By Tom Summer
Local Journalism Initiative
Blueberry River First Nations Chief Judy Desjarlais says her community did not participate in the province’s proposal to reduce the number of moose that can be harvested in northeast British Columbia.
“We don’t have an agreement on this decision by the province, what they decided to do, on funding,” Desjarlais said. “It was their own action, it had nothing to do with Blueberry, as we did not reach any agreement with the province, especially with the impact on wildlife related to the treaty rights litigation.”
She added that the nation remains at the negotiating table, following its court victory last summer in a cumulative impacts claim against the province.
“We are working with the province to make it clear that Blueberry had no influence on their decision when it comes to reducing the number of moose hunted,” Desjarlais said.
Under the new conditions, caribou hunting would be permanently closed in the Peace region, while the number of killable moose would be reduced to 50%, in addition to reducing the number of hunting licenses available to 50%.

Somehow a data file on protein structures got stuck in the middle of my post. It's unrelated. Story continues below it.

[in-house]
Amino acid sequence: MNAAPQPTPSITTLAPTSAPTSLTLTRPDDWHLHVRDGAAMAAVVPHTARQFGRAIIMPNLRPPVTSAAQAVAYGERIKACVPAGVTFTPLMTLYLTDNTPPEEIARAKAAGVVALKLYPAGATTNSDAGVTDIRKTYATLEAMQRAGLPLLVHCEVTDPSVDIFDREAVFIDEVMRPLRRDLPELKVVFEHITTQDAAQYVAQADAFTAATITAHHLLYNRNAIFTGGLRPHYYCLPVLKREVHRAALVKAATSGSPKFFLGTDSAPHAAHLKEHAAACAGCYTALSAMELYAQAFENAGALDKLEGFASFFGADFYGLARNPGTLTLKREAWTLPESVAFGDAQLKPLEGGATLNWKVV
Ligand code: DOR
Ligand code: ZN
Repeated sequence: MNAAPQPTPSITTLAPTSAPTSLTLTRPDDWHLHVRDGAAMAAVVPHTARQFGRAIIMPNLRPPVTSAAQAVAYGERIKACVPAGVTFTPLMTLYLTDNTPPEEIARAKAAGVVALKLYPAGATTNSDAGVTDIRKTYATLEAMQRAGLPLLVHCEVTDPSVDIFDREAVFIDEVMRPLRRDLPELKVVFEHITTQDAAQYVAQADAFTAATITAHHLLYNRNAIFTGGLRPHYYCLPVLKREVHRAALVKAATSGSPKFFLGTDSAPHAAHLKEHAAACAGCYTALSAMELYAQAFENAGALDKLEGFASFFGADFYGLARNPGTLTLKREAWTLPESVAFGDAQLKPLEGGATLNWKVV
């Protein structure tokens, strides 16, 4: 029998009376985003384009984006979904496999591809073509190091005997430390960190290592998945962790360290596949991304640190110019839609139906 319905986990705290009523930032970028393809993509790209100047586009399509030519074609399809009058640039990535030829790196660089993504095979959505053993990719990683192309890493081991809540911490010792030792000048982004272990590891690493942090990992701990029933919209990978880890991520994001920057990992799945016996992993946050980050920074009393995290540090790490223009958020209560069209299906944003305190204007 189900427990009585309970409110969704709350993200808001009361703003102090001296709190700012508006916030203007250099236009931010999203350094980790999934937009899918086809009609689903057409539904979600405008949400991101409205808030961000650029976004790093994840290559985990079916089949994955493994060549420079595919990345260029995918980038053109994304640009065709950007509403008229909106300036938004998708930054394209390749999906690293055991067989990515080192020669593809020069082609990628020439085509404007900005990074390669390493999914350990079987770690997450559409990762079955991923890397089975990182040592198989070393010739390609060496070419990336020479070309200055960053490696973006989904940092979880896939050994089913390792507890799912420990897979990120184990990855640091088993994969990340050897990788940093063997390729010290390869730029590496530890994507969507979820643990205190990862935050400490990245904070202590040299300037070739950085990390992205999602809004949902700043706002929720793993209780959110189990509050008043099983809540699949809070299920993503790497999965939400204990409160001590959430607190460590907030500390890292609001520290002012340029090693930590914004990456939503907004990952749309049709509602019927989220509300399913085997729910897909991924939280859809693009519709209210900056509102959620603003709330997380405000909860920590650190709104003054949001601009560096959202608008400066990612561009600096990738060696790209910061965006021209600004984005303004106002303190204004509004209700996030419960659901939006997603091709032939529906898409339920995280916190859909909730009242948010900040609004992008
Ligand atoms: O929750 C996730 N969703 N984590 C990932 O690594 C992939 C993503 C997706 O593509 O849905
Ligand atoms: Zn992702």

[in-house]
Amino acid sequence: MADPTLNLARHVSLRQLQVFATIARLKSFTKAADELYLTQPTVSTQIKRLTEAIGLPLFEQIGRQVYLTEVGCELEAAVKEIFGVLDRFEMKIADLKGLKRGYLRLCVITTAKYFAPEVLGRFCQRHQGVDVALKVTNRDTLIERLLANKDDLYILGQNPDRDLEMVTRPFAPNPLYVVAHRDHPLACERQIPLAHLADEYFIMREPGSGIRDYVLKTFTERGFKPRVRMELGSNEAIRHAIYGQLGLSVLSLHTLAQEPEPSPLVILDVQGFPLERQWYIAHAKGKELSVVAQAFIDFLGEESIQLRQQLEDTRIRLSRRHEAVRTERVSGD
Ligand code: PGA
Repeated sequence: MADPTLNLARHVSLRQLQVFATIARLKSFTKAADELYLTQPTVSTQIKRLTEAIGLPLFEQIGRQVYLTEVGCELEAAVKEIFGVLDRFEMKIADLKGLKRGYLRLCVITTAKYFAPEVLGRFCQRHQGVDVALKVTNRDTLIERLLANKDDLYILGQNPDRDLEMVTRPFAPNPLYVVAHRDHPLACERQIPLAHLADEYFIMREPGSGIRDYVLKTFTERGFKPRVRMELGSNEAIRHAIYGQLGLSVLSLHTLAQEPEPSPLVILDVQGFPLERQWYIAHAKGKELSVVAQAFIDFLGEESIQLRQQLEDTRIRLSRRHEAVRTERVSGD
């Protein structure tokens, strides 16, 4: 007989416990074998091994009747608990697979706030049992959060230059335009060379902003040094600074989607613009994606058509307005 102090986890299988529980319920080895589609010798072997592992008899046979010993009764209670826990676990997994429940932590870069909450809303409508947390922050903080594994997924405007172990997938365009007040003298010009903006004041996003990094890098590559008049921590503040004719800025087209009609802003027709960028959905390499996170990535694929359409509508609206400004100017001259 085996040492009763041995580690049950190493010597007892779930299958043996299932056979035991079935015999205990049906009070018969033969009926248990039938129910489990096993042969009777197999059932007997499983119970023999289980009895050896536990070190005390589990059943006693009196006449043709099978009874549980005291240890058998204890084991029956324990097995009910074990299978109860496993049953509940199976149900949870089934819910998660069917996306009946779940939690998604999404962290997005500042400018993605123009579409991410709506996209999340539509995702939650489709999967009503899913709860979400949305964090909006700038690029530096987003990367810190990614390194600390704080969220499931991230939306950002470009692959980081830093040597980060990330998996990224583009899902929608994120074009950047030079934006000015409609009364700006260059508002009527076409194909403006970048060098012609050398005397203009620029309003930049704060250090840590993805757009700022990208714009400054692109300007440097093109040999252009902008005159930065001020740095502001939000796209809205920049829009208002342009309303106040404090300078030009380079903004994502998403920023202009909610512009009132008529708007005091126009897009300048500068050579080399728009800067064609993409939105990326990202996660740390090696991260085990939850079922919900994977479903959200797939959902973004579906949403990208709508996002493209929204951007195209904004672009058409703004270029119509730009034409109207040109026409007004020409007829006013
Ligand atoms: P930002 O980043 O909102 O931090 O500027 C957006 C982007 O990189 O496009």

Moose hunting would also be closed August 15-31 and October 1-15 in La Paix.
According to a regulation released earlier this month by the province, the hunting modifications should be an interim measure and part of a larger package of specific measures to improve wildlife stewardship, respect treaty rights, habitat conservation and the future of resource management. .
“These proposed hunting regulations are intended to improve the ability of Treaty 8 First Nations to pursue their way of life and begin to deal with the impacts of industrial development of the rights guaranteed in this Treaty, as confirmed by the decision of the Supreme Court of British Columbia Yahey v. BC,” the statement read.
Desjarlais said she was unable to comment on what Blueberry wanted to see for moose and caribou management because they remain at the negotiating table with the province.
“We are still at the table, but above all we would like our treaty rights to be protected. As you know in the past, treaty rights have been violated with respect to development impacts,” Desjarlais said. “The result of that was that there was a threat to our way of life, which is hunting, fishing and trapping.”
By Tom Summer is a Local Journalism Initiative reporter who works for ALASKA HIGHWAY NEWS. The Local Journalism Initiative is funded by the Government of Canada. Turtle Island News does not receive funding from the LJI government.
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